“Virtually all of the ocean carriers now seem to accept that there will not be a relapse into a second-dip recession nor an end to the growth,” said Hackett Associates’ principal Ben Hackett.
“Not a day goes by without a new announcement of additional services or re-instatement of services that had been withdrawn,” Hackett said.
Ningbo port files $1.9 bil IPO on Shanghai Exchange
The Ningbo Port Company filed to be listed on the Shanghai Stock Exchange, where the group wants to raise $1.9 billion in an IPO, according to the Paris-based consultancy Alphaliner.
The funds would be used to develop port projects, purchase new port equipment and provide working capital, the Alphaliner report said.
Ningbo handled 10.5 million TEUs in 2009, down 6.4 percent over the previous year. For the first four months of 2010, the port has handled 3.8 million TEUs, up 25 percent over the same period last year.
Delaware, Maryland, Virginia launch joint freight transport study
Delaware, Maryland and Virginia have launched a joint study of commercial freight shipments on the Delmarva Peninsula to examine potential bottlenecks and investigate ways to improve shipping by water, rail and truck.
The project will examine the impact of potential infrastructure changes or breakdowns in freight movement, looking at the carrying capacities and identifying bottlenecks at key points.
The study will examine the three major types of freight -- truck, water and rail.
Three stowaways, one dead, found at Port of Charleston
Three stowaways were found aboard a cargo ship from the Dominican Republic that pulled into the Port of Charleston on Saturday.
One of them was dead in a container.
There was no indication the stowaways were a threat, but officials said they took the breach seriously.
The M/V MSC Debra left the Dominican Republican on Wednesday and arrived at the Wando Welch Terminal at noon Saturday, according to Brian Welch, a local supervisor with U.S. Customs and Border Protection.
The three men made the three-day trip hiding in a container. A hole had been cut in the top of the container to let in air and allow them to enter and leave.
Dockworkers unloading the ship reported seeing men climbing out of a container Saturday afternoon. A joint team from Border Protection and the Coast Guard responded.
Partial transcript of Part I of PBS one-on-one with Matt Rose, CEO, BNSF:
SUSIE GHARIB: Investors from around the world will head to Omaha this weekend to see Warren Buffett. The billionaire CEO of Berkshire Hathaway will headline its annual meeting answering questions on everything from the economy to Berkshire's businesses. I'll also be asking him questions as well, when I interview him on Saturday. Also on hand, Matthew Rose. He heads Burlington Northern Santa Fe. That's the giant railroad Buffett bought this year for $44 billion, the biggest deal in his career of big deals. So, why is Buffett betting on of all things, a railroad? The CEO of Burlington Northern has the answer.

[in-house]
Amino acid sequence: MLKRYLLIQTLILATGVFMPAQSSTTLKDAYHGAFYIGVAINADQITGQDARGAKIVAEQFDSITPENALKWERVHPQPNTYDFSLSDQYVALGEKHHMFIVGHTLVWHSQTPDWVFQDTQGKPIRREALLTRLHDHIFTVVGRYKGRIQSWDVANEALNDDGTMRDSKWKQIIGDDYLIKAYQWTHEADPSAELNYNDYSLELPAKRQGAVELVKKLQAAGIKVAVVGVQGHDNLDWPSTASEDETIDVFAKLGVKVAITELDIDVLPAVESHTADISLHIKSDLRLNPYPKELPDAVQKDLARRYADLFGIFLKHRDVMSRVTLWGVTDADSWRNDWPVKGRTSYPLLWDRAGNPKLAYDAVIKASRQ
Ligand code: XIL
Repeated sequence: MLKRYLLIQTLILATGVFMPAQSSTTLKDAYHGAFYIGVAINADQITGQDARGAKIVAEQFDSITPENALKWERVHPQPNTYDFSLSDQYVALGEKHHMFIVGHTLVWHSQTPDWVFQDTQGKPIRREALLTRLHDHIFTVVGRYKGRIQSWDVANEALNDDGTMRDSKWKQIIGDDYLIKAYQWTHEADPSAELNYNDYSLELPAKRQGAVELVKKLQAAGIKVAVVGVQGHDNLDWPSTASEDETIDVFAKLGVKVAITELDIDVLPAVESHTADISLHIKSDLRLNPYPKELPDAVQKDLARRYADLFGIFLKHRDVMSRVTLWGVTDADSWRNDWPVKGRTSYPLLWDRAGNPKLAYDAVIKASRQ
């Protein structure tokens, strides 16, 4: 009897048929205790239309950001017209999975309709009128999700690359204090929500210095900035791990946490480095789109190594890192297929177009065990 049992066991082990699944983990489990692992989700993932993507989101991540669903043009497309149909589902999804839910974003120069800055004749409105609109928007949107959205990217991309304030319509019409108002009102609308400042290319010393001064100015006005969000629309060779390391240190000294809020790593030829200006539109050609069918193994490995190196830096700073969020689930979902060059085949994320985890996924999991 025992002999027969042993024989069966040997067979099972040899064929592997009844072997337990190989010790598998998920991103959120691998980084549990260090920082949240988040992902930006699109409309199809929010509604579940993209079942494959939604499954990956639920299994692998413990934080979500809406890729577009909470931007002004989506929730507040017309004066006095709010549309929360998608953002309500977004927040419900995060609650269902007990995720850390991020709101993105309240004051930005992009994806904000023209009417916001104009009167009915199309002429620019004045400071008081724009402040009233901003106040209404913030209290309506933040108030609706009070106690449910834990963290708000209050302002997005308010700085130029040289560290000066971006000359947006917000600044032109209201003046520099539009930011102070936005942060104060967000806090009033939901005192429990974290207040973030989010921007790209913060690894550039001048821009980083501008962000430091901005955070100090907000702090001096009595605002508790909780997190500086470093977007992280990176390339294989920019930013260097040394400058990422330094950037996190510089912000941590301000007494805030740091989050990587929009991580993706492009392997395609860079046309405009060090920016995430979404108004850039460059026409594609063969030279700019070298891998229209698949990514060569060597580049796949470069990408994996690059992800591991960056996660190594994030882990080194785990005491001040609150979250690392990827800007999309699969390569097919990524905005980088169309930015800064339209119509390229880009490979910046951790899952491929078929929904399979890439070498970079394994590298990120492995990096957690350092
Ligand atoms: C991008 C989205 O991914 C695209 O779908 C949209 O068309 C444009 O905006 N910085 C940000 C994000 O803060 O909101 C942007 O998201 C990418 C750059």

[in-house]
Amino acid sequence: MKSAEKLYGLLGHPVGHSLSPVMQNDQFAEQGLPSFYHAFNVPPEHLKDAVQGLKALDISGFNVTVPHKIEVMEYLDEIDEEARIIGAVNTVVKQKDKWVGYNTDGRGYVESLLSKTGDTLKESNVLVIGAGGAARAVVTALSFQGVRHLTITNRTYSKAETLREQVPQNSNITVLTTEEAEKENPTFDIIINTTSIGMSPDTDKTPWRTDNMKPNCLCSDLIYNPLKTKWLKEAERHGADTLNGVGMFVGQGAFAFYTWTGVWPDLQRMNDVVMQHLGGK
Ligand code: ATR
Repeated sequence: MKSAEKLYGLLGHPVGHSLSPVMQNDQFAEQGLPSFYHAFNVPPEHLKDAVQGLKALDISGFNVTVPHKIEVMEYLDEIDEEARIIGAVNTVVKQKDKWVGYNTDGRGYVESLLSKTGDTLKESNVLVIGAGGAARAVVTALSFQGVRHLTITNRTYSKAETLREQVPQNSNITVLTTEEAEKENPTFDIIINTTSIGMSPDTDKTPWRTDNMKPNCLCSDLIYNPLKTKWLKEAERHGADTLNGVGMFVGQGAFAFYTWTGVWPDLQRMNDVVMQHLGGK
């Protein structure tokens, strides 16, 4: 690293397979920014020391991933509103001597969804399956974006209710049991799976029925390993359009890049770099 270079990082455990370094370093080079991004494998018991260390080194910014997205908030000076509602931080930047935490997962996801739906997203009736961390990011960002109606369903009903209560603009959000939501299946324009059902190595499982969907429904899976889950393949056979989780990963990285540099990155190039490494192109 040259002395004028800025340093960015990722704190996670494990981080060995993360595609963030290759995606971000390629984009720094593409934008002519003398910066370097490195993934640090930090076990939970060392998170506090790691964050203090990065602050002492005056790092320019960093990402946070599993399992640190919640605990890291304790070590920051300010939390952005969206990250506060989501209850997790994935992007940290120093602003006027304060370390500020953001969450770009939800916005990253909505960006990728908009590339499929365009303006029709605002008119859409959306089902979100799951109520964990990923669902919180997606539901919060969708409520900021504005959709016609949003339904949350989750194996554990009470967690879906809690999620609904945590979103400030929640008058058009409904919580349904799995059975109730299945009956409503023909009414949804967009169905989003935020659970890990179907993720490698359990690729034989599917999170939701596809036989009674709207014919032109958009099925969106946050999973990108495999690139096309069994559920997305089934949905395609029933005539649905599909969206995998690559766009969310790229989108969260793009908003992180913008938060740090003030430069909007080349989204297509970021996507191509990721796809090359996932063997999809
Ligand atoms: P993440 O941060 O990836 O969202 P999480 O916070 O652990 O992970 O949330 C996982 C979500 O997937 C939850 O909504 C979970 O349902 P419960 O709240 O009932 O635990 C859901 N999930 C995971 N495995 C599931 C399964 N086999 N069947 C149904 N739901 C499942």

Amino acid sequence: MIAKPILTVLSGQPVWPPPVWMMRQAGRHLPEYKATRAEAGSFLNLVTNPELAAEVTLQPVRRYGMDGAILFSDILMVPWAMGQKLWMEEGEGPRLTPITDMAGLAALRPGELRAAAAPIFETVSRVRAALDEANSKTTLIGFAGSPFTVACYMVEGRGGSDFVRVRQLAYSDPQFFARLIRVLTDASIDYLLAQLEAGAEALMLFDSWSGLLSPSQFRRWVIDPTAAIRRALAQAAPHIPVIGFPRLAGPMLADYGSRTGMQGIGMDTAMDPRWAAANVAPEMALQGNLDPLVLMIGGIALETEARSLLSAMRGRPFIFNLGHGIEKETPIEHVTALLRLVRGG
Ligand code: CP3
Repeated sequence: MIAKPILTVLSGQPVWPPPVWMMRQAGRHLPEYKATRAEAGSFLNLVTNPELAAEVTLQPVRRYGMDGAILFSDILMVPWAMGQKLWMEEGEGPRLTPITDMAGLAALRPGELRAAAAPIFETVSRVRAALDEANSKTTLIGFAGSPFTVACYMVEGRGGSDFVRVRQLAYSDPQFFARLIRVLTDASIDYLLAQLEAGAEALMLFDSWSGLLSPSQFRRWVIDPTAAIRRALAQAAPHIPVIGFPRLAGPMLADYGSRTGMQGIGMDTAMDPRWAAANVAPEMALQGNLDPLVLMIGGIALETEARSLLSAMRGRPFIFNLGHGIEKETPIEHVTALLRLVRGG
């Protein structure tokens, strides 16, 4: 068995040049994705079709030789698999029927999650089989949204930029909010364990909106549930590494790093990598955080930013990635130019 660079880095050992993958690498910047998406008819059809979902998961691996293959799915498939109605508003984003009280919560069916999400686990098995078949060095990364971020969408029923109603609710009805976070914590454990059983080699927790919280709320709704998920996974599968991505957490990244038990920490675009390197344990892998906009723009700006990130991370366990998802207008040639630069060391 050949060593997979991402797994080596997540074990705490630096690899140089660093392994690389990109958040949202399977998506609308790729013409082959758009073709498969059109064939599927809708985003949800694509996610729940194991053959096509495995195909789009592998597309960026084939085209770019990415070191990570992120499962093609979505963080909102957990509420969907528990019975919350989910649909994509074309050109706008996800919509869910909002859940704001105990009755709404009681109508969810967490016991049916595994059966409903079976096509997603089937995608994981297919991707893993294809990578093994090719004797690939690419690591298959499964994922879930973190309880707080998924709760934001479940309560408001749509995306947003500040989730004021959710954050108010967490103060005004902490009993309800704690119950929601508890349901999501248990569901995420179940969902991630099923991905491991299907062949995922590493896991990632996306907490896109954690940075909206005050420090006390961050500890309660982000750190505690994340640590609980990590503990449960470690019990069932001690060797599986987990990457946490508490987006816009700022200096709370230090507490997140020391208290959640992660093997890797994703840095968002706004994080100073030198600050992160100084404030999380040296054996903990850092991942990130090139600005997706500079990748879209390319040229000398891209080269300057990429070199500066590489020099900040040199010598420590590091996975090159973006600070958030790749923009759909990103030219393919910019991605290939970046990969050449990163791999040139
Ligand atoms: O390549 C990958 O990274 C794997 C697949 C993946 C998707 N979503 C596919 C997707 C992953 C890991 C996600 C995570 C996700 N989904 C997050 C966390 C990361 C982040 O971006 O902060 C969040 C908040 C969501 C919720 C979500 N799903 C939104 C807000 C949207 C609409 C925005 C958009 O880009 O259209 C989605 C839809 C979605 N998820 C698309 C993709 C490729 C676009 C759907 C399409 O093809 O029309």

Matt, when Warren Buffett announced that he was buying Burlington Northern he said that this is an all in bet on America's economic future. Most people think of railroads as being kind of old-fashioned, not exactly a growth engine. So give us your case why railroads are the future.
MATTHEW ROSE: The future part of it is really, when we think about the challenges facing our country, we think of as a three-legged stool. Reduce our dependency on foreign oil, reducing our carbon footprint and improving America's highways for commuters and highway transportation. And the railroads, quite frankly, are the future to be able to do that.
GHARIB: So did Warren Buffett buy at the right time? Is the economy picking up enough to give a boost to the rails?
ROSE: Well, you have to remember Warren was a shareholder for a number of years. And so he had different entry prices. He was a holder of 22 percent of the company for a number of years. But certainly if you think about Warren's view of a long-term value, he will do very well with this investment.
GHARIB: As you know, there is talk in Congress to re-regulate the industry. If that happens, how does that change the growth outlook for the railroad industry?